C++ the reason for fast development?

Out of curiosity: The Haiku kernel being developed mostly in C++, is that one of the reasons for the fast development? (OOP but still capable of lowlevel stuff?)

What is fast in an OS that has barely reached beta testing phase in 20 years of development, please?

C++ works for us, it has more features than C which means more tools to solve problems. This makes our code “cleaner” (this is very subjective) and more readable to us (but that could just be because we spent years with this languages and coding style and are used to it).

Other languages might work for other people as well. Including C, I think. It is not hard to write an explanation of why C, a simpler language, is better than C++. Everyone picks the tool they prefer.


Ok, good point. It just seemed faster to me than the GNU/Linux ecosystem which was not built in a day, too. But I think I underestimated the time that Haiku needed.

And you make a good point about how each language fits different coders.

Google Fuchsia kernel (Zircon) and the Genode operating system are also written in C++. Both these operating systems enjoy an equally fast if not faster cadence of development to Haiku.


The advantages of OOP are modularity and reusability. When using a large team, the modularity allows a stubbed interface class to be distributed across a team and all the pieces if code that depend on it can start development while the stub code is still being written as actual methods and data. On a skeleton crew there is minimal benefit to this technique.


I’ve developed software in many languages over 25 years and the longer I develop the more I think the language does not matter that much. In the hands of a capable developer any language can produce good software.

Though I do think newer languages like Rust and Zig can make things a bit easier since they have learned from the mistakes of the past. Also I think static typing provides benefits as well. But overall I think the most important thing is competent developers putting in a lot of time.


Bummer, I’m disqualified already :smiley:


You become competent by making all the mistakes and (hopefully) learning from them. I’ve certainly made plenty in my time. Though I know you are mostly joking. But I think many people need more encouragement to not be afraid to make mistakes and learn from them.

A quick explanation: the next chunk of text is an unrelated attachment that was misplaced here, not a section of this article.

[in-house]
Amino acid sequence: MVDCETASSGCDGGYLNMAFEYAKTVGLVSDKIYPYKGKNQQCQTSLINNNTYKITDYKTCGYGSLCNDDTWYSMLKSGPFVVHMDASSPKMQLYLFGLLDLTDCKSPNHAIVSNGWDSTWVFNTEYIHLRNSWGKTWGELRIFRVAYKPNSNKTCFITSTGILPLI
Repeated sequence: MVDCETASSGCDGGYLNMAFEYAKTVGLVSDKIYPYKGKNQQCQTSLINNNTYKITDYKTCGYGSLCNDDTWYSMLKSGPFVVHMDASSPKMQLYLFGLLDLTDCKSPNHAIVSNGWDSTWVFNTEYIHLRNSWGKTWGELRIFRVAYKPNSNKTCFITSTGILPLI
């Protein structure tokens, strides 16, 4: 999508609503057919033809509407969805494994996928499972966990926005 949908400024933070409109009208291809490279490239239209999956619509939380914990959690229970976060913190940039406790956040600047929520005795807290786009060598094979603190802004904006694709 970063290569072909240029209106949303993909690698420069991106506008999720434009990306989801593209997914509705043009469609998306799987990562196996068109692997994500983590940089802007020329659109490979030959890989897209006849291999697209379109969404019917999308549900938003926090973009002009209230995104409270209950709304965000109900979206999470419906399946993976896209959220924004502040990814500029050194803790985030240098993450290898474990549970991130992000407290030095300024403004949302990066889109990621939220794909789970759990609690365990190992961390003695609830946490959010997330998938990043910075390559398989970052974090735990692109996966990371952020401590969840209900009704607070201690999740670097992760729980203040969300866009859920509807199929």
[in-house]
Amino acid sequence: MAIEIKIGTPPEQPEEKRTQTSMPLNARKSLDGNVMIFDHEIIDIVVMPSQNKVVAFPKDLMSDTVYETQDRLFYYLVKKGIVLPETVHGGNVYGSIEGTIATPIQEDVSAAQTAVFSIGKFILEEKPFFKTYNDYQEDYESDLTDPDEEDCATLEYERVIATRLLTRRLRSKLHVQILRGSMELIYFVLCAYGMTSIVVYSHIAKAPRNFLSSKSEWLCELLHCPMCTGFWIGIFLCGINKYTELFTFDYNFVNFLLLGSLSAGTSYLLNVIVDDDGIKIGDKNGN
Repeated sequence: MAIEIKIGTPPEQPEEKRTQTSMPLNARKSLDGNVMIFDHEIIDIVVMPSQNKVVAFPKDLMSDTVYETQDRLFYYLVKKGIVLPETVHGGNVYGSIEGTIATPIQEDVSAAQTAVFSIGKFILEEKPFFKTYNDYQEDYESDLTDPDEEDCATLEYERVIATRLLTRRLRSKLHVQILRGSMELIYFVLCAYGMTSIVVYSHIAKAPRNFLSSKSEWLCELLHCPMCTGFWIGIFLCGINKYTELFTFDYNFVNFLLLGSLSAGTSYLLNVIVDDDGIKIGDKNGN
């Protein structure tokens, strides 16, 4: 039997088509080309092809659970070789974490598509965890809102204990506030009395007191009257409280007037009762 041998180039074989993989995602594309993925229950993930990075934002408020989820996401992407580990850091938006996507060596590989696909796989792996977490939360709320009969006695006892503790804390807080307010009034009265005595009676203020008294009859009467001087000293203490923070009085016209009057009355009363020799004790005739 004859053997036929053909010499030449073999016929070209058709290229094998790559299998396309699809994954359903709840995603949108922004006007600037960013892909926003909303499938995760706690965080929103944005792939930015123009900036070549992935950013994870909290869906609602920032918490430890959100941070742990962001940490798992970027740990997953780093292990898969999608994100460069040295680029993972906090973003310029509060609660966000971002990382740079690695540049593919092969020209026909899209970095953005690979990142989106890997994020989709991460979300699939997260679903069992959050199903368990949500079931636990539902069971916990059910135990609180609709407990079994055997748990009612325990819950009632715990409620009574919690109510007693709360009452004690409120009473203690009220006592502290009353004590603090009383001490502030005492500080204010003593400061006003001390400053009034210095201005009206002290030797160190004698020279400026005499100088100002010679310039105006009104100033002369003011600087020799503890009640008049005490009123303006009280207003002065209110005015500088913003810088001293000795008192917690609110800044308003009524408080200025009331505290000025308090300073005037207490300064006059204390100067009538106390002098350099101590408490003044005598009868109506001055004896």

Agree 100%. And even if some of us have seemingly reached our programming ceiling, we still are able to contribute here and there (given enough time/dedication/luck).

Heck… I always say to people on IRC: “If even I managed to squish some patches in to both Haiku and Haikuports… anyone can do it!”.


I had some similar thoughts :upside_down_face: not to mention that I’m not putting in so much time.

At least one thing could be said on the positive side: I’m not afraid to make mistakes :rofl:


Thanks for your insight. I like the safe code of Rust and the lower-grade, opt-in version in D but sometimes I wonder if shortcuts to the same results creates as many problems as they solve.

C++ started out as CFront, a transpiler for OOP in C. People still need to know most of the low-level concepts of C to debug some of their code.

I think that having well debugged and optimized high-level constructs help build software quickly at a cost of having the design patterns of one generation define the syntax shortcuts of the next. Moving from BASIC to Pascal and C was the patterns of structured programming. Moving from Pascal to Object Pascal and C to C++ was the object-oriented programming iteration.

In the next generation, antipattens were noticed in the previous generation such that conventional forms of inheritance causes excessive amounts of dynamic dispatch such as methods being preferred over static functions. That’s why Rust replaced both conventional inheritance and interface inheritance with a more optimizable trait inheritance mechanism. Also, thread-safety became a bigger priority as well.

The Points I’m Trying To Make

Too much abstraction between a language’s implementation and its syntax makes for too much complexity if it goes in one jump. I favor transpiling over super-high-level languages so you can judge each stage of compilation. The higher level the language, the harder it is to fully debug the compiler.

That’s true, but one advantage of C++ (not exclusive, some other languages do allow this too) in the context of Haiku (a complete operating system ranging from kernel to userspace) is it’s ability to handle a wide range of problems and environments. The downside of this is, it is a very large language with lots of things to explore.

In our case I think this makes it a good choice of languages, but in other situations where the scope is not as wide, it may be a good idea to pick a language more specifically tailored to the needs?